Cohen, School of Cinematic Arts deny daughters were admitted because of donation

Daily Trojan file photo

An article in The Hollywood Reporter Wednesday alleged that the School of Cinematic Arts admitted hedge fund manager Steven Cohen’s daughters in 2014 because of a $5 million donation made by Cohen’s foundation. However, according to spokespeople for Cohen and the School of Cinematic Arts, those allegations are false.

The claim came after an FBI investigation was unsealed Tuesday that found 50 celebrities and executives bribed coaches and faculty at universities including USC to ensure their children would be admitted.

The Steven and Alexandra Cohen Foundation made the $5 million donation in September 2014. According to a School of Cinematic Arts spokesperson, Cohen’s daughters were previously admitted in March 2014.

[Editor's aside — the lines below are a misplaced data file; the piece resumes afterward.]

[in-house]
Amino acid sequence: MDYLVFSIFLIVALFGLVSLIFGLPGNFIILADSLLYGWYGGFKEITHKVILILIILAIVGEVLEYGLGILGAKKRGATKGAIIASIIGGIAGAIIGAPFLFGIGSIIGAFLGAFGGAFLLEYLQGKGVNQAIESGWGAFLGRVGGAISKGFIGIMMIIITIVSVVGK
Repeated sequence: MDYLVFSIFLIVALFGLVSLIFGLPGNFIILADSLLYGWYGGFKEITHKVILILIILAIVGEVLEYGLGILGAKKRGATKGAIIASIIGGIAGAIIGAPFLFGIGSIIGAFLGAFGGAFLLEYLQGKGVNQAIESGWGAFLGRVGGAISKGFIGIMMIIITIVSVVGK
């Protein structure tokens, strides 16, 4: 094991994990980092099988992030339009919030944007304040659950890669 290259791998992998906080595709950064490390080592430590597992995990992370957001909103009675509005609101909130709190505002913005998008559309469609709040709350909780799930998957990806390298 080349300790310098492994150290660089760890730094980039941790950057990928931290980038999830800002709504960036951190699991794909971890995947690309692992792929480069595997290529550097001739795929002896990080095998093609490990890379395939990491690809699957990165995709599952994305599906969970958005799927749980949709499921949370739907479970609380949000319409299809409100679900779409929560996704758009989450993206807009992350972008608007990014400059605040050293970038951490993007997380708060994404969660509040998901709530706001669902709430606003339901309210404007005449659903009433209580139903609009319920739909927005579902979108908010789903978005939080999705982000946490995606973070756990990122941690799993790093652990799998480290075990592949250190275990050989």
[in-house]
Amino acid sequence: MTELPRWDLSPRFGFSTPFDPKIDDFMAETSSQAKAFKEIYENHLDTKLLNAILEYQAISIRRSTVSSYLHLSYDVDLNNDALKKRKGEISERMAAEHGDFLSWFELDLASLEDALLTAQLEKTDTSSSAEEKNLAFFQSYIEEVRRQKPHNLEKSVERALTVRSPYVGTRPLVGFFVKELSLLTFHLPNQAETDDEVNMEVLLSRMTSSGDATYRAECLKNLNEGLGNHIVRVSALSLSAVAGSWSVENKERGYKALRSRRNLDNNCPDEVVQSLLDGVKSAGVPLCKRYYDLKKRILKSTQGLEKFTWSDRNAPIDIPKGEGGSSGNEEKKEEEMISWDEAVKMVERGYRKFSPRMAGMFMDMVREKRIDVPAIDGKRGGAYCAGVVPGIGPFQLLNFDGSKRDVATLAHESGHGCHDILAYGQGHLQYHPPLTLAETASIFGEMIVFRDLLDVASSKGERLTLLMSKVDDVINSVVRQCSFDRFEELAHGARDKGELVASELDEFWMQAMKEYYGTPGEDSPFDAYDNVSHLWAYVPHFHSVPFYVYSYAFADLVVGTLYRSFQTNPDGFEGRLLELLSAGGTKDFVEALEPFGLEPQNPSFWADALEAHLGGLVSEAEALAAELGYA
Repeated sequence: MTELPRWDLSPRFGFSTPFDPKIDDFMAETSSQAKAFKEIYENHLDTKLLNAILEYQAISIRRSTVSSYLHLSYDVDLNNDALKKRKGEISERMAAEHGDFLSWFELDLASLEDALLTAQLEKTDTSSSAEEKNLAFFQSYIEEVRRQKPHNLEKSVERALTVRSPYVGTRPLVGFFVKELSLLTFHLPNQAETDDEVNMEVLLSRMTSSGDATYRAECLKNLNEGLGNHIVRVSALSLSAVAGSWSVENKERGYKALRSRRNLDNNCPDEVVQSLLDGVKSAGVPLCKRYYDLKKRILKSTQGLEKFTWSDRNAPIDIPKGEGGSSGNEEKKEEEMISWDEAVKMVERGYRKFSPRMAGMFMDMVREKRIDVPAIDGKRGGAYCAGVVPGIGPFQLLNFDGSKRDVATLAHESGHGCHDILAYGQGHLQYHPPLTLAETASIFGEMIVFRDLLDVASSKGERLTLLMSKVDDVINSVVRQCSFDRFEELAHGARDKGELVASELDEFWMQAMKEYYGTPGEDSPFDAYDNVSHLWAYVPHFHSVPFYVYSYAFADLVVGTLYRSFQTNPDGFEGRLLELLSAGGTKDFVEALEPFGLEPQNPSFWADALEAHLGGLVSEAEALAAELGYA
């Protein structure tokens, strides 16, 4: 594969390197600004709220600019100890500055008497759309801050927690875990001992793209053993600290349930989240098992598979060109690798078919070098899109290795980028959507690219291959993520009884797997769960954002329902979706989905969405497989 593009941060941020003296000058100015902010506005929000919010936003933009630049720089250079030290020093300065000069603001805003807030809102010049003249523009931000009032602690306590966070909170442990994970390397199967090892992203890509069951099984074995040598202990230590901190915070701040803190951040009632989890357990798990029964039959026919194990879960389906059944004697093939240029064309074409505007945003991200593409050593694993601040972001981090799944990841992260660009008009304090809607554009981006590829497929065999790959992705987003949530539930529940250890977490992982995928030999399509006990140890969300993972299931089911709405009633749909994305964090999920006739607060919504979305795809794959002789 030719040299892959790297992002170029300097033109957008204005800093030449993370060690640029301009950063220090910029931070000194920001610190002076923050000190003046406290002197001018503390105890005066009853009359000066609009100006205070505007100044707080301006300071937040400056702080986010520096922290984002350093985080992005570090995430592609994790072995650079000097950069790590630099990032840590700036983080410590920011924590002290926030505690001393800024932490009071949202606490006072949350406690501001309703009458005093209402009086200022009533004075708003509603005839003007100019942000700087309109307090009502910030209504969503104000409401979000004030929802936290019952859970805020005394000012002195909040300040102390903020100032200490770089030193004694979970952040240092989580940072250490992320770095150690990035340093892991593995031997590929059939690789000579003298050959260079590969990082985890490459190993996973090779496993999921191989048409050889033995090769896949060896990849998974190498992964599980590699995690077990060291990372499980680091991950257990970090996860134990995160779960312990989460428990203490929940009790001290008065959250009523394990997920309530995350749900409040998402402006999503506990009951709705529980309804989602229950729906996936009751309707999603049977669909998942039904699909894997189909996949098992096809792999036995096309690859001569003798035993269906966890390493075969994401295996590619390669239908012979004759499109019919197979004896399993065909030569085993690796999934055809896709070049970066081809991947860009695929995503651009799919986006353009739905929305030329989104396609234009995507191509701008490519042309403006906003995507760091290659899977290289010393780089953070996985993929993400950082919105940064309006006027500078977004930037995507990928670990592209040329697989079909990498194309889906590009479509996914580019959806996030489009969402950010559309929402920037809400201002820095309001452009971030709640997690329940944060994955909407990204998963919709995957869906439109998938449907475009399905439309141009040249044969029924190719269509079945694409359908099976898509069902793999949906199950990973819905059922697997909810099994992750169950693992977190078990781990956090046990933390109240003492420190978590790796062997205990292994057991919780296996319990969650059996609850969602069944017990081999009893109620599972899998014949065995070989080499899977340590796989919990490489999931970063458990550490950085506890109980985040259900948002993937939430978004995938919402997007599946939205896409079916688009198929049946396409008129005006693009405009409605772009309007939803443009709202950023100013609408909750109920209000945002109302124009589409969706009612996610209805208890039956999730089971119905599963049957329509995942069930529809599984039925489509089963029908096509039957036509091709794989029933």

In a statement to the Daily Trojan, the School of Cinematic Arts said the school is grateful for financial gifts from any donors including alumni, parents and families that help students attend the school. The statement also said students’ admission to the school is not based on financial donations.

“The admission of any given student is not dependent on such gifts,” the statement read. “Currently, 70 to 80 percent of our students receive the benefit of some financial assistance. The narrative put forth in The Hollywood Reporter is simply untrue.”

In a statement, a spokesperson for the Cohens said the foundation’s donation did not help their children earn admission to USC.

“Steve and Alex have been generous philanthropists to a broad range of educational and cultural institutions,” the spokesperson said. “Their children earned admission to USC on the merits and any suggestion otherwise is false.”

The $5 million donation from the Cohen Foundation established a need-based scholarship to encourage students with financial struggles to pursue their interests in the film industry.

“These funds have and continue to afford numerous students the support they need to receive an education in the Cinematic Arts,” the statement from the School of Cinematic Arts read.